“But the dog is also an excellent teacher for children, in that he aids in their character building.” ” Will Judy, Founder of National Dog Week, 1949
I would like to thank Project Pets, Spay, Neuter, Love for naming one of their Rescue Pups after my late dog Hooper. In late February I read the story about a box of puppies that had been abandoned in a parking lot in North Carolina. The pups were in need of veterinary care before they could be placed in good homes. Project Pets was allowing anyone who made a donation to the care of these pups to have the chance to name one of them.
One of the pups was black and white and made me think of Hooper (and also of our new dog, Teddy). Most of you know by now we lost Hooper, our Portuguese water dog, to illness last August. So, after I made a small donation I took them up on their offer and asked that this pup be named Hooper the Second. Of course I told them if his adoptive family wanted to use another name, I would understand. I am told he is now called Hoops and has settled into a great new home near Atlanta, GA. Good work PPSNL for all the strides you are making in Spay and Neuter Awareness. To learn more about their work please go to: http://spayneuterlove.com/
Captain William Lewis Judy, a decorated WWI veteran and dedicated dog-enthusiast often wrote about the special bond that exists between kids and their dogs. Inspired by this, we present a fun, yet meaningful theme, that captures this spirit for the 85th observation of National Dog Week; “Kids and K-9s: Celebrating the Bond between Youth and Dogs.”
With National Dog Week celebrated the week of September 22nd, we are just six months away from that very special time that was designated to honor the nation’s dogs in a collective and organized manner. If we all think hard enough, I am sure that each town, county or state of the union can think of just one way we can improve the welfare of our Companion Animals and the nation’s youth in even just a small way.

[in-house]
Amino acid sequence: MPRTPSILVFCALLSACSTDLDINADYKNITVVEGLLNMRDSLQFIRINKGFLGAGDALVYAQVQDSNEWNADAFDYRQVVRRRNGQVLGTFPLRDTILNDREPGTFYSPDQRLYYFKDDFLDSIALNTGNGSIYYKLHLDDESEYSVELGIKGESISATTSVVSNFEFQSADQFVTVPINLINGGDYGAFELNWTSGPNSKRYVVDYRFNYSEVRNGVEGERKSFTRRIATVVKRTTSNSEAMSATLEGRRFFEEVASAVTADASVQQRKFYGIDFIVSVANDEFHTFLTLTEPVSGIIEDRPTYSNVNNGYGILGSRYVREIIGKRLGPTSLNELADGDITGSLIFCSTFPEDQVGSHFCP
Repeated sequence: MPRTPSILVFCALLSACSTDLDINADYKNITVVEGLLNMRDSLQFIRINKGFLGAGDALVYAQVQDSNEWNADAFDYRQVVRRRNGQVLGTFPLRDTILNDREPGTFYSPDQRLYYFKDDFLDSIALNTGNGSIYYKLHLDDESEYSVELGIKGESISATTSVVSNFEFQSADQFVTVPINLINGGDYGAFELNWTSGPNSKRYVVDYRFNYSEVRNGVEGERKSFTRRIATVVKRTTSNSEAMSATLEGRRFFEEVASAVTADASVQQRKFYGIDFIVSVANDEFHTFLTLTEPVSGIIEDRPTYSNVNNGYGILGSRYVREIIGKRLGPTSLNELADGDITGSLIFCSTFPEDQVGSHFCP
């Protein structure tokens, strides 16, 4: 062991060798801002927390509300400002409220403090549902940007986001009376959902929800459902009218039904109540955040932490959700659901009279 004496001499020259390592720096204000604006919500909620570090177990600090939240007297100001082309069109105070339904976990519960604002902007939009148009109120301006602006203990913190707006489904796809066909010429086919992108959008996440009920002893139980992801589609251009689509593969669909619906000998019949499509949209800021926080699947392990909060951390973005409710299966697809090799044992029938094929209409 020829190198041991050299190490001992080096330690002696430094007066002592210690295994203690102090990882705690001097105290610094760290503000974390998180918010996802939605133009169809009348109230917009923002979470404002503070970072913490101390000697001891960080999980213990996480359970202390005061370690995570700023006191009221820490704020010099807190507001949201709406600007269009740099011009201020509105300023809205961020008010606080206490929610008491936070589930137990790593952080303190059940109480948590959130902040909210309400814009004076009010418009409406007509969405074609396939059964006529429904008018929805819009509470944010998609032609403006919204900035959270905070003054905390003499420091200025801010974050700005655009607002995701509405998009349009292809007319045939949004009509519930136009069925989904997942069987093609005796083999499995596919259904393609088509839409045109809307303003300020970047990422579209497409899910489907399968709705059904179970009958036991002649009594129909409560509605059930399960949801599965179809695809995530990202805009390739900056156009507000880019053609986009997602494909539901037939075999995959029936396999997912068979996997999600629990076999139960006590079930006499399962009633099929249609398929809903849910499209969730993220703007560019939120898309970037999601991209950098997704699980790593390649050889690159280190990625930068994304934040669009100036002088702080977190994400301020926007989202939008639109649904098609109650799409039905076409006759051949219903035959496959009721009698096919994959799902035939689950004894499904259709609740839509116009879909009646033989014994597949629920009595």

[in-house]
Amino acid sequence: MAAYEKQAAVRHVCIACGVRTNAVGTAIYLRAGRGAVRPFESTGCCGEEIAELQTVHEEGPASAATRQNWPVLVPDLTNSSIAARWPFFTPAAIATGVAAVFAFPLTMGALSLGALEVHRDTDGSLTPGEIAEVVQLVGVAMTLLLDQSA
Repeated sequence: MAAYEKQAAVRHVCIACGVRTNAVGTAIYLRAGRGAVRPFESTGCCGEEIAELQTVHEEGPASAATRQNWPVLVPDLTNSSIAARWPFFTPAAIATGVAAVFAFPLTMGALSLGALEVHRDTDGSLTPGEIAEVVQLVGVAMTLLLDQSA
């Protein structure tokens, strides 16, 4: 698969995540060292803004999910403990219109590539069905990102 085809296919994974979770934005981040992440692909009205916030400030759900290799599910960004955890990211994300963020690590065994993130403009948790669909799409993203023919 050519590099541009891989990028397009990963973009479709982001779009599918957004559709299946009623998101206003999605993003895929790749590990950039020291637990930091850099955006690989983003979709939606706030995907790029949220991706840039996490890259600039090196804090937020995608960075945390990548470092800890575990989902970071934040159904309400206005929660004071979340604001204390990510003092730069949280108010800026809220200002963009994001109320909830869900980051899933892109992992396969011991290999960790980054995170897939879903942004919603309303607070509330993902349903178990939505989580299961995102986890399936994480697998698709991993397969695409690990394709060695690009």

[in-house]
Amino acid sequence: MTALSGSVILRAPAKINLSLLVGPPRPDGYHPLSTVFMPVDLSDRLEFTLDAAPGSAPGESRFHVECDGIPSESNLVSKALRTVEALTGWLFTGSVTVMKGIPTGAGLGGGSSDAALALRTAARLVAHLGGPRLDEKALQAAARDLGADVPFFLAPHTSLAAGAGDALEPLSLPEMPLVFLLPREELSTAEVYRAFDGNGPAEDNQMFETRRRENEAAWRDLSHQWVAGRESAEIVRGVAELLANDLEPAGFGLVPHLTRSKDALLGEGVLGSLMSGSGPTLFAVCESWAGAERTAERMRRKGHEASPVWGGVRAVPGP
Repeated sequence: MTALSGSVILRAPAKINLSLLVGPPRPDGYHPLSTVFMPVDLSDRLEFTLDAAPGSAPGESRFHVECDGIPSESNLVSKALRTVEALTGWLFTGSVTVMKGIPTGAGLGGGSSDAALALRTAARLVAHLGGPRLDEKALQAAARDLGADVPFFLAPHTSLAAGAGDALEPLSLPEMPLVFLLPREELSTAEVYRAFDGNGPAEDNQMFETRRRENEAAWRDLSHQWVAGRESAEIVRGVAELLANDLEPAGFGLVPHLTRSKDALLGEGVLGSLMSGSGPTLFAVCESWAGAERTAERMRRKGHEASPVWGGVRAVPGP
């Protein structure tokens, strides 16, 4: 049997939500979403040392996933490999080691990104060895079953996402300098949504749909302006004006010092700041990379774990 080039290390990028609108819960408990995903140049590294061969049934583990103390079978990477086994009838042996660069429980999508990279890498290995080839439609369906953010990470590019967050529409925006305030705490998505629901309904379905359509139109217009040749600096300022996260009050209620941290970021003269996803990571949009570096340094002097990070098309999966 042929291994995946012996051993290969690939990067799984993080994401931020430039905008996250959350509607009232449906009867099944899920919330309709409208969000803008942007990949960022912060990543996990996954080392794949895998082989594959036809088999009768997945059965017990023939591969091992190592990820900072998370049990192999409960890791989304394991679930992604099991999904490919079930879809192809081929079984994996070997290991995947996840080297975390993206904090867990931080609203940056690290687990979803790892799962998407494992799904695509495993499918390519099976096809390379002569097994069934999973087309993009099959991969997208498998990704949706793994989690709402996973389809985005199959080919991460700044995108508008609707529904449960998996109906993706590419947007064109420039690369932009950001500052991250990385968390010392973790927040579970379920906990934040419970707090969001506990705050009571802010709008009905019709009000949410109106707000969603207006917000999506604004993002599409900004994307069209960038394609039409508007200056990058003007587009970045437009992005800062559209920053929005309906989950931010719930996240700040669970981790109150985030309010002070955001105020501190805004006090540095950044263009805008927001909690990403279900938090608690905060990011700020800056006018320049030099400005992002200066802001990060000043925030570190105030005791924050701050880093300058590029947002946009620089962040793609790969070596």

This September let’s count the ways kids go to the dogs, and the dogs in turn, go to the kids!
Here are K-Nine Ways some of the dogs and their humans have done so already:
1. Early this year, Bocker the Labradoodle, helped to comfort the children of Newtown, Ct, in the aftermath of the elementary school tragedy.
2. Sean Poser, of Kids Adopt A Shelter (KAAS) has continued to motivate young people across the nation to collect supplies for local shelters.
3. Author Barbara Techel of Joyful Paws teaches young people to appreciate the gifts and lessons offered by animals and humans facing special challenges through her writing and the establishment of “Walk and Roll Day,” (which falls on the first day of NDW this year)!
4. Audrey Hendler of A Fair Shake for Youth Harnessing the therapeutic power of therapy dogs to help at-risk youth develop skills and behaviors that will give them a fair shake at a better life.
5. Dogs are trained in lifesaving skills in which they are able alert young people to the onset of seizures and the detection of materials to which children are highly allergic.
6. Nikki Moustaki teaches scout and school groups on how to make cards with her Pet Postcard Project that helps to feed shelter dogs across the nation.
7. Teresa Lewin, and her work with the organization, Doggone Safe, educates children on how to avoid hostile encounters with dogs and to avoid dog bites.
8. Public libraries across America continue to welcome Certified and trained dogs for programs like “Read Aloud to the Dogs,” which allow young children to read to patient dogs without fear of judgement.
9. Dog make great writing prompts for literacy projects. In the 1930s the Humane Society sponsored essay contests for students who wrote about what National Dog Week meant to them. The photo of the contest winner appeared with the winning essay in the New York Times.
We think this is a good start, but we would love to hear what you have planned!
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